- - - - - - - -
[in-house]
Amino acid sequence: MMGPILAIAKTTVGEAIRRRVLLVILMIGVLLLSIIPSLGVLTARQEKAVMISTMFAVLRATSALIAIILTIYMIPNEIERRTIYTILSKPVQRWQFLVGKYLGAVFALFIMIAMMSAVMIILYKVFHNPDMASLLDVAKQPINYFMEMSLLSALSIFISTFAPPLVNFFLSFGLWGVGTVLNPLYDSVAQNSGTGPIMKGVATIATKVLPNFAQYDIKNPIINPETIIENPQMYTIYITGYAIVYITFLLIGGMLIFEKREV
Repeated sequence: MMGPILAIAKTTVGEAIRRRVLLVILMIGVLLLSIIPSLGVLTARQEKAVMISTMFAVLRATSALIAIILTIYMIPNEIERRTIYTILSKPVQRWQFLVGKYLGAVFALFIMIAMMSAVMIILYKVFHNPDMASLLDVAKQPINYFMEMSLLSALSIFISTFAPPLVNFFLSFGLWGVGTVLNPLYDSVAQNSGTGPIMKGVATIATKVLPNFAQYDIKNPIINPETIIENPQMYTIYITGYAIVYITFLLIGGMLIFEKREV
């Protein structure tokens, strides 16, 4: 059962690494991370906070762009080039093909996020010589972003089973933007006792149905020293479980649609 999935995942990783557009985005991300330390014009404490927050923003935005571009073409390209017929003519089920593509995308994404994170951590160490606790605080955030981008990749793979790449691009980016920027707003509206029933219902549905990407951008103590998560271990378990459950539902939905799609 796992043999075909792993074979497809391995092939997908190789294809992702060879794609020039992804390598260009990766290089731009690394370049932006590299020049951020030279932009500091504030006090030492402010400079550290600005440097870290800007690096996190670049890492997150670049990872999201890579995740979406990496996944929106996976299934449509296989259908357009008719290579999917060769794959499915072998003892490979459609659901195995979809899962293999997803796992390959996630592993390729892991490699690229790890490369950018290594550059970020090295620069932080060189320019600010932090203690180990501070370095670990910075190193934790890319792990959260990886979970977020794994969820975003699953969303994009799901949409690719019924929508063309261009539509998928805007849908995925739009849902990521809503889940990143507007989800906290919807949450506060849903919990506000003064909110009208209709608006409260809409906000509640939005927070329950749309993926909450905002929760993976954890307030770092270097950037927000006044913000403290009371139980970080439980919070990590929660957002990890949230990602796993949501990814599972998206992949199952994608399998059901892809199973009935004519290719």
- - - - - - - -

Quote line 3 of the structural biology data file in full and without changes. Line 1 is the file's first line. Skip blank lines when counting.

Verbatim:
Repeated sequence: MMGPILAIAKTTVGEAIRRRVLLVILMIGVLLLSIIPSLGVLTARQEKAVMISTMFAVLRATSALIAIILTIYMIPNEIERRTIYTILSKPVQRWQFLVGKYLGAVFALFIMIAMMSAVMIILYKVFHNPDMASLLDVAKQPINYFMEMSLLSALSIFISTFAPPLVNFFLSFGLWGVGTVLNPLYDSVAQNSGTGPIMKGVATIATKVLPNFAQYDIKNPIINPETIIENPQMYTIYITGYAIVYITFLLIGGMLIFEKREV